But as I say in ALL of these threads, let me tell you how to trick him somewhat. Just go speaker level DI. Go buy a Countryman (or some other NICE DI box that will run speaker level). Then simply set that bad boy on top of your rig. When you encounter one of "those" sound guys, simply say (I don't mind running direct but I'm going to run my DI. It's a good box so don't worry about it.) Then run speaker level to it. They will NEVER KNOW. I have worked with DOZENS of sound guys playing bass. They NEVER know when I run speaker level. They all come up to me after the show and say "Man! That bass sound INCREDIBLE!" They have no idea I was sending them my Magnavox era Ampeg V4 with the original tubes in it. (tee hee hee)
  9. BassmanPaul

    BassmanPaul Gold Supporting Member

    Aug 25, 2007
    Toronto Ontario Canada
    As another thought: what do you think a typical guitar player would say if told he must use a DI????
  10. SendetisDavid


    Sep 5, 2013
    Is it possible to go DI from your amp's head? I know I play in a Progressive (I swear I'm not pretentious) Metal band and whenever it's reasonable I go DI from my RB700 head. I preserve the tone I want and it's cheaper than buying a mic or seperate EQable DI box.
  11. mancefine


    Jul 7, 2013
    Endorsing Artist: Orange Amplifiers and Spector Basses
    Yes, he did mic the guitar and drums. I've run into the issue alot where a venue will mic everything but only have a DI for the bass. Drives me insane. The better venues will mic the bass, but I've run into coutless situations where the venue doesn't even own a mic for the bass guitar.
  12. JimmyM


    Apr 11, 2005
    Apopka, FL
    Endorsing: Ampeg Amps, EMG Pickups
    This thread is the exact reason I got a REDDI for a DI...soundmen who can't deal with a mic due to incompetence. Didn't happen often, but it did happen enough to where I dreaded going to gigs with an unfamiliar soundman. All this guy had to do to get a great sound is to slap a mic on your rig, but instead he chooses to go with the DI and whine about the treble he wouldn't have had to deal with if he'd have just slapped a mic on it in the first place. I will never get that line of thinking as long as I live.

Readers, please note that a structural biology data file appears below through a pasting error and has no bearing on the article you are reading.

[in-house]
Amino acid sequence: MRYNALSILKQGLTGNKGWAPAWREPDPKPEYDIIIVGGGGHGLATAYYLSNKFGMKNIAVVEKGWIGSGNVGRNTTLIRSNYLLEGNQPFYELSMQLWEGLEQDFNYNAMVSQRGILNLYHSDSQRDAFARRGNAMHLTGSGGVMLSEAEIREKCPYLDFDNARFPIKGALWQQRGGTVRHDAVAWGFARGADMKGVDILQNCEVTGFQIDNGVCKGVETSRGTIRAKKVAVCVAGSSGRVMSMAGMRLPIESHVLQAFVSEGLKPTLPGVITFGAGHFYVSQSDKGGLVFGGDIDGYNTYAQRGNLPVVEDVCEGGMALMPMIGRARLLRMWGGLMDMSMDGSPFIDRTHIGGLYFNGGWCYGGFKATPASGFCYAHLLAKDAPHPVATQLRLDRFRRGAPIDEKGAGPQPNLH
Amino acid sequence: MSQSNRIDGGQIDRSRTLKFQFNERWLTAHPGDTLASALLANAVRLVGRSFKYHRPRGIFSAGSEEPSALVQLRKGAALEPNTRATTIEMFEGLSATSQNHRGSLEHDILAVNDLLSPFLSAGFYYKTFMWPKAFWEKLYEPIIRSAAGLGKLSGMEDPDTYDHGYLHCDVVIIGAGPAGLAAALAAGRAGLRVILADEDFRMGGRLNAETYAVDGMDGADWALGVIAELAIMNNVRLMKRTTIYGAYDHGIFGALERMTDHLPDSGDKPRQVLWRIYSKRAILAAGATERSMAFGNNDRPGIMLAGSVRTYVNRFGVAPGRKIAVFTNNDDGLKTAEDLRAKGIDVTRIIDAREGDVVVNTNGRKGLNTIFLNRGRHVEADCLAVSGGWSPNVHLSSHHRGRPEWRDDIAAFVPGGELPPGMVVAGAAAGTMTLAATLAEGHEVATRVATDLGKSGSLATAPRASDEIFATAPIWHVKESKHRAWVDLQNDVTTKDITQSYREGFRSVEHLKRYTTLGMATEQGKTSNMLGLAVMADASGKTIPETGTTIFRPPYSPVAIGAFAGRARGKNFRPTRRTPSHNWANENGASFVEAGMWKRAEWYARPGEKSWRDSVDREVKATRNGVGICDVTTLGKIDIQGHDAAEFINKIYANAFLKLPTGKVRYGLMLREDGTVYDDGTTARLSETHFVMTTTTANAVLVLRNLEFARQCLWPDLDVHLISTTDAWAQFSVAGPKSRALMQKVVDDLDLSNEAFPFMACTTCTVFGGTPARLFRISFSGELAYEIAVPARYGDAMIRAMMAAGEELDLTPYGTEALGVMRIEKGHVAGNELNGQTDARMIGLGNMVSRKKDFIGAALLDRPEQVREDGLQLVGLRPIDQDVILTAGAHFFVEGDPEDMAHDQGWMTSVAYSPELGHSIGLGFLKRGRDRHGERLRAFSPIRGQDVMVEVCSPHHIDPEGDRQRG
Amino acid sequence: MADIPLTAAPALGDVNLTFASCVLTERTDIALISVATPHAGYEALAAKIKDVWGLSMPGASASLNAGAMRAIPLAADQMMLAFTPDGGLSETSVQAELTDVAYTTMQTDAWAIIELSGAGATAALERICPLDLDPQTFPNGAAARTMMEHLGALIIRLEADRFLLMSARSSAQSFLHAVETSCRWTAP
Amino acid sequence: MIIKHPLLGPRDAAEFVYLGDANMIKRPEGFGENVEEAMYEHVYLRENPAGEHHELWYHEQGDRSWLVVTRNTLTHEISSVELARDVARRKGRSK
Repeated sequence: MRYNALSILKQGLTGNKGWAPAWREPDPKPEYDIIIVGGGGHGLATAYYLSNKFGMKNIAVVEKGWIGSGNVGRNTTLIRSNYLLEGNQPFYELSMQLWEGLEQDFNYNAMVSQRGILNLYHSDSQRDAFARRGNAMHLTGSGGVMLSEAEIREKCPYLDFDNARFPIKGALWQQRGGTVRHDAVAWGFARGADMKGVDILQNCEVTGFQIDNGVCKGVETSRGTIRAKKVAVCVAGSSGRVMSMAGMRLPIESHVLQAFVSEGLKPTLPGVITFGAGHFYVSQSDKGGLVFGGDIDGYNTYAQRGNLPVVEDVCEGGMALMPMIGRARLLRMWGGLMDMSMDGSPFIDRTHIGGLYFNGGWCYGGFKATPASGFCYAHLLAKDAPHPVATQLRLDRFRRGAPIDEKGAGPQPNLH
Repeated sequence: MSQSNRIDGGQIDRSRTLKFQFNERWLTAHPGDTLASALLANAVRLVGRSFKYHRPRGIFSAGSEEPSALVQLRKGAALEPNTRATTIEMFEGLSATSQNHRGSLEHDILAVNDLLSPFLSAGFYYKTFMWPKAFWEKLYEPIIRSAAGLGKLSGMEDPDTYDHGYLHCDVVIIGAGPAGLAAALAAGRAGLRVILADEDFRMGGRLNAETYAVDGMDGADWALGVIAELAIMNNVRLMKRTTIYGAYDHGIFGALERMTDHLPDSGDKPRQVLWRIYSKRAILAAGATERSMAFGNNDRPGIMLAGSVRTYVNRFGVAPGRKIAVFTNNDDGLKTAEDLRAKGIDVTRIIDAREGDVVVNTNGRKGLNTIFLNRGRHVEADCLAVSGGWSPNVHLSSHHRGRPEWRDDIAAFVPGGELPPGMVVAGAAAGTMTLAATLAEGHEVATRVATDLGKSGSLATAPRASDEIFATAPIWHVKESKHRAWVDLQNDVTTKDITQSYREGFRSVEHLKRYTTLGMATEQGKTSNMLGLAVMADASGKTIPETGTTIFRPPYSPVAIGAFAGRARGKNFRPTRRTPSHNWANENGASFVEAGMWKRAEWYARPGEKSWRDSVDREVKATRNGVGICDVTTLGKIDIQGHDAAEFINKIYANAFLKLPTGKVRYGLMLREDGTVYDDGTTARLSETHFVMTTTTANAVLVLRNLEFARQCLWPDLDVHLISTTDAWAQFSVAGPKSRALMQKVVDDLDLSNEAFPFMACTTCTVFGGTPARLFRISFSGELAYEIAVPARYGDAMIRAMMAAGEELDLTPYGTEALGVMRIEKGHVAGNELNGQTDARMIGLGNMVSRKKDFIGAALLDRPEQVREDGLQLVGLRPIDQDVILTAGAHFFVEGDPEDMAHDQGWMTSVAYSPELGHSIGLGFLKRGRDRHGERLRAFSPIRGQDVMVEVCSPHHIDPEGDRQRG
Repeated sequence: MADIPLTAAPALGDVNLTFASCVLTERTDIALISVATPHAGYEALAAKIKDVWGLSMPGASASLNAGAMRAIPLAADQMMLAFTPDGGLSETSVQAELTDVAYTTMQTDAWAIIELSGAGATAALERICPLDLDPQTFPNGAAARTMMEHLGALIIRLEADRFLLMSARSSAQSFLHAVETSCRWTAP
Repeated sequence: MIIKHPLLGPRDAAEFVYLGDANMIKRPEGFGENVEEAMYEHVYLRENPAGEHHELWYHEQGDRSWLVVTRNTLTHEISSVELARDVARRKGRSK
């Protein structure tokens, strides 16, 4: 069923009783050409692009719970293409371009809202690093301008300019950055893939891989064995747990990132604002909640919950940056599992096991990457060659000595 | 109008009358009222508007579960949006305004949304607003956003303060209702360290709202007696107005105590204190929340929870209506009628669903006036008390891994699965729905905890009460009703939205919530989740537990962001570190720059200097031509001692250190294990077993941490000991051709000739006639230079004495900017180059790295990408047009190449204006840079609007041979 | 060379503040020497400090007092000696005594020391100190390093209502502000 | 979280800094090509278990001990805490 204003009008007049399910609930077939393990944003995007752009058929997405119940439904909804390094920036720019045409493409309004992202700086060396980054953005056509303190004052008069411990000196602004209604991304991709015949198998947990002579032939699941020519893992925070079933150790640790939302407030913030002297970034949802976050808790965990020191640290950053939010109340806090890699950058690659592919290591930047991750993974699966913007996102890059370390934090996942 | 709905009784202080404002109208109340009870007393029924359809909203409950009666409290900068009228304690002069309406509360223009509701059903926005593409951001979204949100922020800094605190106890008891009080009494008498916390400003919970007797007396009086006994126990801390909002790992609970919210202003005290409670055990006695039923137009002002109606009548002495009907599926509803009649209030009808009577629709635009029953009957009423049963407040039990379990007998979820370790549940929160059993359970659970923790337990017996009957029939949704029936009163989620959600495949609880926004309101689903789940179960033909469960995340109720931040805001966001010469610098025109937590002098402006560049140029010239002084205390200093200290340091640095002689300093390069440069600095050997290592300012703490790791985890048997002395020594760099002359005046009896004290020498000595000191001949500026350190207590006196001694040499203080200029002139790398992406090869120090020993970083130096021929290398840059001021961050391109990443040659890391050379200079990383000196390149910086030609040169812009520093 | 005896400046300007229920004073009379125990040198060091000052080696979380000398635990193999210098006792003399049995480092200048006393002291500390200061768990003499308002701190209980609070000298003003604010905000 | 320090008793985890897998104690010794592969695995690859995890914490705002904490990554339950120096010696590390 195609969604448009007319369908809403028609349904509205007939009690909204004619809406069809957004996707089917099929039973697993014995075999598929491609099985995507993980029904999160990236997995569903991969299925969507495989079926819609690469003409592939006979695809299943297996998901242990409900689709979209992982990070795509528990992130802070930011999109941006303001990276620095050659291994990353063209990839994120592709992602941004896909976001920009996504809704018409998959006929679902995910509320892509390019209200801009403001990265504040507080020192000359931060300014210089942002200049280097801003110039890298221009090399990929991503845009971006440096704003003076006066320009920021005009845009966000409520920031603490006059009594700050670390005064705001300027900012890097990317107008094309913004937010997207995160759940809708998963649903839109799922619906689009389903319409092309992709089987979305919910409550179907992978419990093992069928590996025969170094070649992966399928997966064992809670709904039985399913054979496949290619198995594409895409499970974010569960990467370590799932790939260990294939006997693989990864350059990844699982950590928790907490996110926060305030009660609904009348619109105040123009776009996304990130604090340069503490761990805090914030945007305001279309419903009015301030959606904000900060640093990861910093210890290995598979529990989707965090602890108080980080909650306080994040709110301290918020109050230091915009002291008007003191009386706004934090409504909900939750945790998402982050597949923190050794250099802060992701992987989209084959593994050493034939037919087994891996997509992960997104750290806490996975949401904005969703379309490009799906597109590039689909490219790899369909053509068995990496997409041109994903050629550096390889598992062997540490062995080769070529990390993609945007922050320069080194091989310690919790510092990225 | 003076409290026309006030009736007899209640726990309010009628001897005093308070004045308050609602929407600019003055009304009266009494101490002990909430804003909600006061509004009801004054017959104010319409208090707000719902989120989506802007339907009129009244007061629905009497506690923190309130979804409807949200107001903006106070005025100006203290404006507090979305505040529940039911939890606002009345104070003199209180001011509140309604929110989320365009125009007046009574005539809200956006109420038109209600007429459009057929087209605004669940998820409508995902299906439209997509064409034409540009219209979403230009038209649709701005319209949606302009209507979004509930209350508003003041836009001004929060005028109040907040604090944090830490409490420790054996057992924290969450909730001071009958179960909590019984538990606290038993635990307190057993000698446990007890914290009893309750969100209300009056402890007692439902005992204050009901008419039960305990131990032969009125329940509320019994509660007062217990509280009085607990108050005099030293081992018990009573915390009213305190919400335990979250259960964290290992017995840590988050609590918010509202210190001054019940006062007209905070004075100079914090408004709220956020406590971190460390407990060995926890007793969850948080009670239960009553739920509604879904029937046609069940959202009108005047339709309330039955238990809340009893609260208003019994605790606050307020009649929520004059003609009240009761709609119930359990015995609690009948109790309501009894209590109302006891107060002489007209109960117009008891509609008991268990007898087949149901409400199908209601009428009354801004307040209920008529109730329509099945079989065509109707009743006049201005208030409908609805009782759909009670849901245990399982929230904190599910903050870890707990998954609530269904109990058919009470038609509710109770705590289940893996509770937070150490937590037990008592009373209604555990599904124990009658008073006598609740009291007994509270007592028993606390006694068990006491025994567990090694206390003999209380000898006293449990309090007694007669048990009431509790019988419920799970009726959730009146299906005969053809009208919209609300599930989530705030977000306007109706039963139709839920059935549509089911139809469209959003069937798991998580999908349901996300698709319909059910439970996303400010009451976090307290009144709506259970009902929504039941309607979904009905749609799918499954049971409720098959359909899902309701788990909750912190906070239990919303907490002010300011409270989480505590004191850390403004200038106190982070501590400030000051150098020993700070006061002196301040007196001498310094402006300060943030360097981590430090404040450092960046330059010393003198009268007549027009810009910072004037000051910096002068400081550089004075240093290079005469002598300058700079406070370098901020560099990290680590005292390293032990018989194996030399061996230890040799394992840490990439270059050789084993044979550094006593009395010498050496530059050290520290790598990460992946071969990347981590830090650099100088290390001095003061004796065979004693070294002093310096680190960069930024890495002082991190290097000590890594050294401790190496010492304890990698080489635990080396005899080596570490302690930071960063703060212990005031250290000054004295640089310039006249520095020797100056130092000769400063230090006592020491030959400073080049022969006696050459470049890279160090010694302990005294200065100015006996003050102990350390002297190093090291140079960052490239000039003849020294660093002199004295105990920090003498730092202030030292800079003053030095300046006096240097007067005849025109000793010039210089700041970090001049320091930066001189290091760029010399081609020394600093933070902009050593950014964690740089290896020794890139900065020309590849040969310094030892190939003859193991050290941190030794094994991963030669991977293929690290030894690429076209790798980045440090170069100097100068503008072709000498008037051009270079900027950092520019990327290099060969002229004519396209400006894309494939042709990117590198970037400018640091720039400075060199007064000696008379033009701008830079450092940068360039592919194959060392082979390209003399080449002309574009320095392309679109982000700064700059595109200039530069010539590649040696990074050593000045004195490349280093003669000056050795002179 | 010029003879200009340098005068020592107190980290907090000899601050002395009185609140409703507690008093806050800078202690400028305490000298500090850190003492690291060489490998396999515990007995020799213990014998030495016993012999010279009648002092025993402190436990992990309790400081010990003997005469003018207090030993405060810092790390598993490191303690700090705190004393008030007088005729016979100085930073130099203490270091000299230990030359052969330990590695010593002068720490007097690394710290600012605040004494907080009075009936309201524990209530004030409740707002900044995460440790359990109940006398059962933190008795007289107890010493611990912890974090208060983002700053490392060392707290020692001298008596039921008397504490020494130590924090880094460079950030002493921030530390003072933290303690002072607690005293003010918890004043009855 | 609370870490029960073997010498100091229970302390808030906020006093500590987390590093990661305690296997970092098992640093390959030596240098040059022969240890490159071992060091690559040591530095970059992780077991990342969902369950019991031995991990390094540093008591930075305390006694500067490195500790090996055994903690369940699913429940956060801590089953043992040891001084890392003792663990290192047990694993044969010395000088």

But to answer your question, my rig is a VERY important part of my sound. Yes, it usually isn't mic'ed anymore (though I'm considering doing both REDDI and mic'ed cab again), but I aim it toward my vocal mic and usually turn it up enough to where it gets picked up ambiently, at least when I'm using a tube Ampeg rig. The REDDI by itself is a great sound no doubt, but I like the combination of both, especially when I use distortion.
  13. Yes, your expensive rig turns into a glorified monitor when you have really loud PA support.

    However, I have a post EQ option on my amp's DI, so whatever I dialed into the amp gets sent to the board. So all is not lost. Unless the sound guy tries to EQ my EQ, then it gets weird and messy. A good chat is in order.

    P.S.--my sound engineers have been additionally mic'ing my cab a lot more these days than they used to, FWIW.
  14. mancefine


    Jul 7, 2013
    Endorsing Artist: Orange Amplifiers and Spector Basses